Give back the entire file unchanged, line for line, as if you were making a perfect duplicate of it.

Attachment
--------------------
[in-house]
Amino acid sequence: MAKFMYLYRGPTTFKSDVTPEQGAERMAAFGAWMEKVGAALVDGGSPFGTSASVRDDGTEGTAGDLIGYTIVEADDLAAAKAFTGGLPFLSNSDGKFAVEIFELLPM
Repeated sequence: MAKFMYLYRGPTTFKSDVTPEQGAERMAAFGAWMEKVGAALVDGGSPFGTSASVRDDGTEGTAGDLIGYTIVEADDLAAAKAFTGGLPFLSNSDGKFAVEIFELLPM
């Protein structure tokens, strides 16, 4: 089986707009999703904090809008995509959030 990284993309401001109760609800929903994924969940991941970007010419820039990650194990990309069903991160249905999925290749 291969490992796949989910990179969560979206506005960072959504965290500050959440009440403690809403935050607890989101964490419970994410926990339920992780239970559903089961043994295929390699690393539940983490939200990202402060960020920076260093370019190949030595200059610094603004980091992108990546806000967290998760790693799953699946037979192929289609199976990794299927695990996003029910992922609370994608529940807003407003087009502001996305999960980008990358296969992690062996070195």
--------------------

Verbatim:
[in-house]
Amino acid sequence: MAKFMYLYRGPTTFKSDVTPEQGAERMAAFGAWMEKVGAALVDGGSPFGTSASVRDDGTEGTAGDLIGYTIVEADDLAAAKAFTGGLPFLSNSDGKFAVEIFELLPM
Repeated sequence: MAKFMYLYRGPTTFKSDVTPEQGAERMAAFGAWMEKVGAALVDGGSPFGTSASVRDDGTEGTAGDLIGYTIVEADDLAAAKAFTGGLPFLSNSDGKFAVEIFELLPM
């Protein structure tokens, strides 16, 4: 089986707009999703904090809008995509959030 990284993309401001109760609800929903994924969940991941970007010419820039990650194990990309069903991160249905999925290749 291969490992796949989910990179969560979206506005960072959504965290500050959440009440403690809403935050607890989101964490419970994410926990339920992780239970559903089961043994295929390699690393539940983490939200990202402060960020920076260093370019190949030595200059610094603004980091992108990546806000967290998760790693799953699946037979192929289609199976990794299927695990996003029910992922609370994608529940807003407003087009502001996305999960980008990358296969992690062996070195």